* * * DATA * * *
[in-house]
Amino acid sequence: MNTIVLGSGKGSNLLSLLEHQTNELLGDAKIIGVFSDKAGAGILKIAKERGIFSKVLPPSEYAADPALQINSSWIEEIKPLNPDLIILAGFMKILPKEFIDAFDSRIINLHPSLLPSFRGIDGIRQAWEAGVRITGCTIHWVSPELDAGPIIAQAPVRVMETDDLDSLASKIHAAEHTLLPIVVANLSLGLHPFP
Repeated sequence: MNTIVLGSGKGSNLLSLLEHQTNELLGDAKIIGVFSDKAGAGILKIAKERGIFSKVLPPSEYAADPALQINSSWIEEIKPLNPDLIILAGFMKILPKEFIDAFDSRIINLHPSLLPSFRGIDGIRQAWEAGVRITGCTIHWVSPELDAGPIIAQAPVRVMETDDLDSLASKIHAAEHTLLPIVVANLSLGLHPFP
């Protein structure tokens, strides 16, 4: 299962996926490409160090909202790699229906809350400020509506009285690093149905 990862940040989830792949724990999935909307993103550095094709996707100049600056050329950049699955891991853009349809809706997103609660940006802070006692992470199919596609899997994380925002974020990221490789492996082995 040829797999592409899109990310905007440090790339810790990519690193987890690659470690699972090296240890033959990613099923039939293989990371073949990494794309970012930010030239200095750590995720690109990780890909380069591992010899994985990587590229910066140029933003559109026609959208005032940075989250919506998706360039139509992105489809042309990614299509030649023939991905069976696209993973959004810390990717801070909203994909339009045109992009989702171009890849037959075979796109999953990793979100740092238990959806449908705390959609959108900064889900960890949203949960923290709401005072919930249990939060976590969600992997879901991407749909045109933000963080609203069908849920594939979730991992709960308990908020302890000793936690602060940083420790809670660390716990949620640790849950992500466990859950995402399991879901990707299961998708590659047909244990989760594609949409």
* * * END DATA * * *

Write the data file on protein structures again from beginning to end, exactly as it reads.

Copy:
[in-house]
Amino acid sequence: MNTIVLGSGKGSNLLSLLEHQTNELLGDAKIIGVFSDKAGAGILKIAKERGIFSKVLPPSEYAADPALQINSSWIEEIKPLNPDLIILAGFMKILPKEFIDAFDSRIINLHPSLLPSFRGIDGIRQAWEAGVRITGCTIHWVSPELDAGPIIAQAPVRVMETDDLDSLASKIHAAEHTLLPIVVANLSLGLHPFP
Repeated sequence: MNTIVLGSGKGSNLLSLLEHQTNELLGDAKIIGVFSDKAGAGILKIAKERGIFSKVLPPSEYAADPALQINSSWIEEIKPLNPDLIILAGFMKILPKEFIDAFDSRIINLHPSLLPSFRGIDGIRQAWEAGVRITGCTIHWVSPELDAGPIIAQAPVRVMETDDLDSLASKIHAAEHTLLPIVVANLSLGLHPFP
């Protein structure tokens, strides 16, 4: 299962996926490409160090909202790699229906809350400020509506009285690093149905 990862940040989830792949724990999935909307993103550095094709996707100049600056050329950049699955891991853009349809809706997103609660940006802070006692992470199919596609899997994380925002974020990221490789492996082995 040829797999592409899109990310905007440090790339810790990519690193987890690659470690699972090296240890033959990613099923039939293989990371073949990494794309970012930010030239200095750590995720690109990780890909380069591992010899994985990587590229910066140029933003559109026609959208005032940075989250919506998706360039139509992105489809042309990614299509030649023939991905069976696209993973959004810390990717801070909203994909339009045109992009989702171009890849037959075979796109999953990793979100740092238990959806449908705390959609959108900064889900960890949203949960923290709401005072919930249990939060976590969600992997879901991407749909045109933000963080609203069908849920594939979730991992709960308990908020302890000793936690602060940083420790809670660390716990949620640790849950992500466990859950995402399991879901990707299961998708590659047909244990989760594609949409």